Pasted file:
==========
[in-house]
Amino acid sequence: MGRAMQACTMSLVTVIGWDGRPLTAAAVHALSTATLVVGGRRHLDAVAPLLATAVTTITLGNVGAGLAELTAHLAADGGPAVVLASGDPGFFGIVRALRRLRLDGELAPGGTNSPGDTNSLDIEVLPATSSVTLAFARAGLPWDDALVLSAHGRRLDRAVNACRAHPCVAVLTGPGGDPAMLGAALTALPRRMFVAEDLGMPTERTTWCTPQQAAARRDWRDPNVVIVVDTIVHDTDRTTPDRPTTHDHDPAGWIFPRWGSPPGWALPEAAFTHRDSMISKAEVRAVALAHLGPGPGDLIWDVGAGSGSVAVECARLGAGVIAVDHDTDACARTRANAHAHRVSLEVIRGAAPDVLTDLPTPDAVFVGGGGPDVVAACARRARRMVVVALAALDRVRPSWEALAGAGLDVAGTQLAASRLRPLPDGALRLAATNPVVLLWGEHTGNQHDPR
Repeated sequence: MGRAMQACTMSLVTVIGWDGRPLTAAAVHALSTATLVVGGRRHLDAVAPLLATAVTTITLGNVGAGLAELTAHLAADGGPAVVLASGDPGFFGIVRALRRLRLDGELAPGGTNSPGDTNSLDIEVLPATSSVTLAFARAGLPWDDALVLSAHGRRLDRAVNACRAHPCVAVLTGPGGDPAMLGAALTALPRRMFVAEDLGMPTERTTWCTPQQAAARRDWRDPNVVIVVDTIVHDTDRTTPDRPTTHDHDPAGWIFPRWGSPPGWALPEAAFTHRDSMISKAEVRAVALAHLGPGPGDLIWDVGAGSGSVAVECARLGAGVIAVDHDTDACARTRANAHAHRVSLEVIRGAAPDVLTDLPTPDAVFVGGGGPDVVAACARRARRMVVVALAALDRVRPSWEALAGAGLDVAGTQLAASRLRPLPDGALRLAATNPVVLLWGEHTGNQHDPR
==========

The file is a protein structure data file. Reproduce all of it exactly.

[in-house]
Amino acid sequence: MGRAMQACTMSLVTVIGWDGRPLTAAAVHALSTATLVVGGRRHLDAVAPLLATAVTTITLGNVGAGLAELTAHLAADGGPAVVLASGDPGFFGIVRALRRLRLDGELAPGGTNSPGDTNSLDIEVLPATSSVTLAFARAGLPWDDALVLSAHGRRLDRAVNACRAHPCVAVLTGPGGDPAMLGAALTALPRRMFVAEDLGMPTERTTWCTPQQAAARRDWRDPNVVIVVDTIVHDTDRTTPDRPTTHDHDPAGWIFPRWGSPPGWALPEAAFTHRDSMISKAEVRAVALAHLGPGPGDLIWDVGAGSGSVAVECARLGAGVIAVDHDTDACARTRANAHAHRVSLEVIRGAAPDVLTDLPTPDAVFVGGGGPDVVAACARRARRMVVVALAALDRVRPSWEALAGAGLDVAGTQLAASRLRPLPDGALRLAATNPVVLLWGEHTGNQHDPR
Repeated sequence: MGRAMQACTMSLVTVIGWDGRPLTAAAVHALSTATLVVGGRRHLDAVAPLLATAVTTITLGNVGAGLAELTAHLAADGGPAVVLASGDPGFFGIVRALRRLRLDGELAPGGTNSPGDTNSLDIEVLPATSSVTLAFARAGLPWDDALVLSAHGRRLDRAVNACRAHPCVAVLTGPGGDPAMLGAALTALPRRMFVAEDLGMPTERTTWCTPQQAAARRDWRDPNVVIVVDTIVHDTDRTTPDRPTTHDHDPAGWIFPRWGSPPGWALPEAAFTHRDSMISKAEVRAVALAHLGPGPGDLIWDVGAGSGSVAVECARLGAGVIAVDHDTDACARTRANAHAHRVSLEVIRGAAPDVLTDLPTPDAVFVGGGGPDVVAACARRARRMVVVALAALDRVRPSWEALAGAGLDVAGTQLAASRLRPLPDGALRLAATNPVVLLWGEHTGNQHDPR